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Swiss professor tops ranking of 100,000 scientists 

The ranking also includes another 156 EPFL scientists. Keystone

A scientist at Switzerland’s Federal Institute of Technology in Lausanne (EPFL) has been ranked first in a list of 100,000 top scientists across all fields.  

This content was published on August 26, 2019 - 16:48

EPFL Professor Michael Grätzel, who is at the helm of the Laboratory of Photonics and Interfaces, came first. The ranking also includes another 156 EPFL scientists.  

Grätzel is globally recognised for inventing dye-sensitized solar cells (dubbed “Grätzel cells”), which became the launchpad for the current development of perovskite photovoltaics,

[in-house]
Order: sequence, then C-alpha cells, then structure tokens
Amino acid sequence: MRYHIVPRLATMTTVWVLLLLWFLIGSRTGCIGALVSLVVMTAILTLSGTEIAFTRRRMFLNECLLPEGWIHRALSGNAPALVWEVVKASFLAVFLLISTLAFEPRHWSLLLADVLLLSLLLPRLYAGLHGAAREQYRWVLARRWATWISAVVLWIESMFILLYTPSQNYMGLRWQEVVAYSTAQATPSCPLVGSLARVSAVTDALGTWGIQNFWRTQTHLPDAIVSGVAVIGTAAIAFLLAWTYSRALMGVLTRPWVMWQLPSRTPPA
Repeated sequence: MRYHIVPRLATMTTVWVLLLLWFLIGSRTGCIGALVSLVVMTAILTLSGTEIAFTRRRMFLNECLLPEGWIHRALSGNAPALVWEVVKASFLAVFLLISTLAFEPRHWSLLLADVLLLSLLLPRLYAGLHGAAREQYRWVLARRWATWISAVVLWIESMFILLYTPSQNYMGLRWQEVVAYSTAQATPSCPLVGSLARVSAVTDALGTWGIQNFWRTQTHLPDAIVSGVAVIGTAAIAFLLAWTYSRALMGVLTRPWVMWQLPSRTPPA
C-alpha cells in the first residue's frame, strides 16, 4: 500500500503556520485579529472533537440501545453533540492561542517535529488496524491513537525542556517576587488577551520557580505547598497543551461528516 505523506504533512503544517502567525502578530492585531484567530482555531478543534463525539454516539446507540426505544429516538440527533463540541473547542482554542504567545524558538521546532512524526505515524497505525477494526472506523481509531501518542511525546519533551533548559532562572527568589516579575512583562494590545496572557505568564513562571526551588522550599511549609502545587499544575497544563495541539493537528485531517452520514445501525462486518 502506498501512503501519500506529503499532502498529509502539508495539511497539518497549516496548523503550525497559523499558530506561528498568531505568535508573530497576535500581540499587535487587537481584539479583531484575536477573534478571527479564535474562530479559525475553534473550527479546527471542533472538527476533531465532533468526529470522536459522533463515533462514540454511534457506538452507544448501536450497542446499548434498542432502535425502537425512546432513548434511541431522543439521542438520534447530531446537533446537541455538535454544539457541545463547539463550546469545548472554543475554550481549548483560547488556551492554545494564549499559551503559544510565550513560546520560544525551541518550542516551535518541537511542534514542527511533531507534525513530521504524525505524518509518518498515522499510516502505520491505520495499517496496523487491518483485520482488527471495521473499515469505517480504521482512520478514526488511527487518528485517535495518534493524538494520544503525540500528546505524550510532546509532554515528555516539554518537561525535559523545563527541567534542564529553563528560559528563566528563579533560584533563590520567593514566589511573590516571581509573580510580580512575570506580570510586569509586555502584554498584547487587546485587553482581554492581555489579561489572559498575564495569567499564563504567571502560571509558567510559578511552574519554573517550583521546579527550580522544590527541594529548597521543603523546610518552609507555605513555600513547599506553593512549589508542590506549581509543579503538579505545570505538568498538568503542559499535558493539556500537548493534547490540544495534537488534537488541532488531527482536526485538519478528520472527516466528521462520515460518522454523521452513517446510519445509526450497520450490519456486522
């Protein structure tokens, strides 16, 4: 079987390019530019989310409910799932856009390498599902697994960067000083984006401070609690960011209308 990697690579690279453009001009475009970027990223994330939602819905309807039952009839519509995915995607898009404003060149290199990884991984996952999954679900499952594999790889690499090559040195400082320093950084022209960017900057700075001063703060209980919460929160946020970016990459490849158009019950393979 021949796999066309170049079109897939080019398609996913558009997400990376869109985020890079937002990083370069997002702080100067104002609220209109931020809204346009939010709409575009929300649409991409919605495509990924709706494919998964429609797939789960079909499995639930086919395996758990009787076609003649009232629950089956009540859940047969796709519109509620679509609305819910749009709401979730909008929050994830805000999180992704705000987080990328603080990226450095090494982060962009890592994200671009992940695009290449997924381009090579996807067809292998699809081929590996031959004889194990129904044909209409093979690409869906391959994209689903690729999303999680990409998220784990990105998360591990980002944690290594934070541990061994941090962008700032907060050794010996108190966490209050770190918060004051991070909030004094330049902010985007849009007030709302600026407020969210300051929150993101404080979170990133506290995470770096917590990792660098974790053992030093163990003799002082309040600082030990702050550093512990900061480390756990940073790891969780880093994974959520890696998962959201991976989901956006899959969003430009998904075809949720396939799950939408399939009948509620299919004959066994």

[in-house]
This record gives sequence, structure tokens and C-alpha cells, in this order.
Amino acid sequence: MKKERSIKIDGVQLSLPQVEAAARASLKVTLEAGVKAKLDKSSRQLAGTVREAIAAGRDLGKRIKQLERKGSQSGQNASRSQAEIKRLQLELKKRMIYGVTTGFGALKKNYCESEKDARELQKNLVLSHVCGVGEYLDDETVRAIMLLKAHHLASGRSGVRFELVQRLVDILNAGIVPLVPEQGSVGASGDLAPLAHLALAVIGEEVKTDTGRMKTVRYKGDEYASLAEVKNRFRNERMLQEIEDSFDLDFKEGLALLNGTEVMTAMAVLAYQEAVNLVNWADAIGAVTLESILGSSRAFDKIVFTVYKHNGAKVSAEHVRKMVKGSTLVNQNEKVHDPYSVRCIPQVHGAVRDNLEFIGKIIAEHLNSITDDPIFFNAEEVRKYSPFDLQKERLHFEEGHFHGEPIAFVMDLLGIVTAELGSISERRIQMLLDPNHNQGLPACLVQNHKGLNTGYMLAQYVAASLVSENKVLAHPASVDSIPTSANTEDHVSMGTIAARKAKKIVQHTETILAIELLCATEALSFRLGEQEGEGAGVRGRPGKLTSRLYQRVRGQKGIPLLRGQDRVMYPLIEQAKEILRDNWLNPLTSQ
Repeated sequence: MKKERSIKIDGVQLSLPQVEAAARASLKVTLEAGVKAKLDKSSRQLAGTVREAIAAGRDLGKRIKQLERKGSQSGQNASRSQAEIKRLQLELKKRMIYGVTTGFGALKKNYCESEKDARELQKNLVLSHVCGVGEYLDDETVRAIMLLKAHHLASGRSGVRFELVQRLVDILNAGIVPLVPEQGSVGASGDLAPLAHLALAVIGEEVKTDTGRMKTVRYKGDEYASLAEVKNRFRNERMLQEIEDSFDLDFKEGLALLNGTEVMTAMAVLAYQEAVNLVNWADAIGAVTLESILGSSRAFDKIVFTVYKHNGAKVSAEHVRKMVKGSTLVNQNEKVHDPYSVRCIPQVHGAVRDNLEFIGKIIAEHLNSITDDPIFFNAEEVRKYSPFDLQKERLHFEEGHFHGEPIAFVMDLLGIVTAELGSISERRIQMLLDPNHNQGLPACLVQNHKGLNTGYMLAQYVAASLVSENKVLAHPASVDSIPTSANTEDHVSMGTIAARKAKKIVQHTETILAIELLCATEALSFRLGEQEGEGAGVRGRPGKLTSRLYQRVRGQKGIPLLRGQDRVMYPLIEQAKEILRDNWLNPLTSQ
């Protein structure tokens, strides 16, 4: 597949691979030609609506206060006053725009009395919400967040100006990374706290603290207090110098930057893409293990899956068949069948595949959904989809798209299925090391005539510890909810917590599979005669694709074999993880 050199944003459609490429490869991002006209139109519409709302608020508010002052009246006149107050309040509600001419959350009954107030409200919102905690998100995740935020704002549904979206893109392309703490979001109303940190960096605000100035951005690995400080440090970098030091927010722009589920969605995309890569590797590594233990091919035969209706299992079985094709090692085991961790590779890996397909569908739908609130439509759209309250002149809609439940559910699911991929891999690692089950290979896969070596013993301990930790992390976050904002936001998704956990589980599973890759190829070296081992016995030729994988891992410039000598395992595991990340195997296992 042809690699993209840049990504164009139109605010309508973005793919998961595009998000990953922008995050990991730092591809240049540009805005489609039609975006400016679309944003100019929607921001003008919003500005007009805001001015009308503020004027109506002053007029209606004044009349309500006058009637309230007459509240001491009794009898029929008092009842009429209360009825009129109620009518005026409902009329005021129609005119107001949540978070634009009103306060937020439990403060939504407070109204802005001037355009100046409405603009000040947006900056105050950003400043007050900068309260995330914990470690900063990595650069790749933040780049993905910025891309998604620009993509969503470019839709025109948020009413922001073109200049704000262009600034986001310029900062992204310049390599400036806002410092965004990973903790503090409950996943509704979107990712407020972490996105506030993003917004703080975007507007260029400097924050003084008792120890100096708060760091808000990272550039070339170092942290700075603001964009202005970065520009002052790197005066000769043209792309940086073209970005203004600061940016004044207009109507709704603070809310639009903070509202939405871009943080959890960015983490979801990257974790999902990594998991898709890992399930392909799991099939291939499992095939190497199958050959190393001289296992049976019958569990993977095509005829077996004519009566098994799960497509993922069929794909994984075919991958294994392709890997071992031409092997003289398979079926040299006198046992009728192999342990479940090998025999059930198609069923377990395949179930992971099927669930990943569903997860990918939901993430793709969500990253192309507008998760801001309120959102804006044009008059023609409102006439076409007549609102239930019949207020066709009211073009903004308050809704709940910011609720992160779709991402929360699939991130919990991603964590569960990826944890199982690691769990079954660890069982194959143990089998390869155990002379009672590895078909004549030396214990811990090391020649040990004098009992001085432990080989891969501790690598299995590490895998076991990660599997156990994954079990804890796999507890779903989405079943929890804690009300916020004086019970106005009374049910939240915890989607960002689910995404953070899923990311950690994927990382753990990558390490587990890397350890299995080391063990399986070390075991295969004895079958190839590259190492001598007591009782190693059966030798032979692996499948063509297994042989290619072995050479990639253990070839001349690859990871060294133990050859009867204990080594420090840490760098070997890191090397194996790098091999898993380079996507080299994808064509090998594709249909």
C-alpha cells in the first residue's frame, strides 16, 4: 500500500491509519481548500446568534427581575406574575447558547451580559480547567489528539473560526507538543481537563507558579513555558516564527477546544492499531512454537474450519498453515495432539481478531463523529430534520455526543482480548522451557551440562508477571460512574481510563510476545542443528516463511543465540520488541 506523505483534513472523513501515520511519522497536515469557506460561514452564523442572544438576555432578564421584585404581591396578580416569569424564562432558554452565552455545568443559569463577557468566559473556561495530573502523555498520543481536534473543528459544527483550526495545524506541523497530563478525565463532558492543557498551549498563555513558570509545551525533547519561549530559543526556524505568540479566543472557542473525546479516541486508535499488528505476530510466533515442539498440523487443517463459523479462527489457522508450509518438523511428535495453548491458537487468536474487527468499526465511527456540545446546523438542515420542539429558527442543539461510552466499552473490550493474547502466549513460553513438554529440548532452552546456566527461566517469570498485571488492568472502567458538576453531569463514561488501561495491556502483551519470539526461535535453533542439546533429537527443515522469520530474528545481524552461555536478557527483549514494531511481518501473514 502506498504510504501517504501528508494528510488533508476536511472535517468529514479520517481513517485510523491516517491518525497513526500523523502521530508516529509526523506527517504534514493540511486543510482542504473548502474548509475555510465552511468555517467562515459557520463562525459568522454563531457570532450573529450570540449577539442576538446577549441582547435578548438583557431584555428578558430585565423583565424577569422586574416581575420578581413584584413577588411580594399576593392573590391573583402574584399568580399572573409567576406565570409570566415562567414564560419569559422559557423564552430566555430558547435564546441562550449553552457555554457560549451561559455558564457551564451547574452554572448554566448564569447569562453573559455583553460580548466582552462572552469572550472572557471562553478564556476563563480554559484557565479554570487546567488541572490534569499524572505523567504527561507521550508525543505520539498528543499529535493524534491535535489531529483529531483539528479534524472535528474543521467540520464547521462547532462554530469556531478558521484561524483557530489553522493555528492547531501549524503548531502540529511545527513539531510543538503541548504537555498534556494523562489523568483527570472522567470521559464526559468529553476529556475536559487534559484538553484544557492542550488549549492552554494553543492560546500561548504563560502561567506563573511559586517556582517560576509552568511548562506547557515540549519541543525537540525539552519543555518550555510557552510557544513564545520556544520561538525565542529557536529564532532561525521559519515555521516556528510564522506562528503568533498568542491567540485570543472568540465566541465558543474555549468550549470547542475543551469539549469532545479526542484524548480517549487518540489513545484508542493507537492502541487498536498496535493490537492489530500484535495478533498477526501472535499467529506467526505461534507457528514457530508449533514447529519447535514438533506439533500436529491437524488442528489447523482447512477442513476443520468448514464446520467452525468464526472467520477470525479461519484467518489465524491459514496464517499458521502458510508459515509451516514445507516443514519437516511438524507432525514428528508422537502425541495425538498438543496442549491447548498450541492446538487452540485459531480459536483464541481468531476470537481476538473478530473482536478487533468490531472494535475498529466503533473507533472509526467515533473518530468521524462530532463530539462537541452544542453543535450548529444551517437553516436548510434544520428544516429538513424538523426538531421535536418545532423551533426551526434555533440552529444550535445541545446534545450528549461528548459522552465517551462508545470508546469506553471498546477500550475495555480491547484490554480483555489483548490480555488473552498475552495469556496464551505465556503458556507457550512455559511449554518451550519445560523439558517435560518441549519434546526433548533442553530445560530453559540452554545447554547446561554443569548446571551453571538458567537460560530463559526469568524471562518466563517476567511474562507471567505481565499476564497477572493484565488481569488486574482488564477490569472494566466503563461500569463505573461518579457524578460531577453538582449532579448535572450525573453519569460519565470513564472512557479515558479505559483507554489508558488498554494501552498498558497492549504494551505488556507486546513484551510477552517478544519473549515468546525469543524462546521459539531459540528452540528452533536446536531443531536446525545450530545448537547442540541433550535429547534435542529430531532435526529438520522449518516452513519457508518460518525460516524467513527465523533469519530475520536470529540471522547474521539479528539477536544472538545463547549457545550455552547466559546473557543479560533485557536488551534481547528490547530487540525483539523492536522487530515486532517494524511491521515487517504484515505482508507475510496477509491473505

Dye-sensitized solar cells are already manufactured on a multi-megawatt scale, and perovskite photovoltaics are poised to conquer the market. 

The ranking method, EPFL noted in a statement on Monday, is based on a new, more accurate standardised citation metrics developed by scientists led by Stanford University.  

On August 12, a group of scientists led by Professor John P.A. Ioannides at Stanford published a paper in the journal PloS Biology outlining a new way to rank scientists by citations and other metrics. 

The virtue of this new method is that it avoids falling prey to common abuses such as self-citation or citation farms. It produced a database of over 100,000 scientists in a wide range of fields. 

Photovoltaics is the conversion of light into electricity using semiconducting materials, in this case perovskite, a mineral made up primarily of calcium titanate. 

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Regularly ranked among the 25 top universities in the world, the EPFL has spawned various discoveries of scientific or commercial value.

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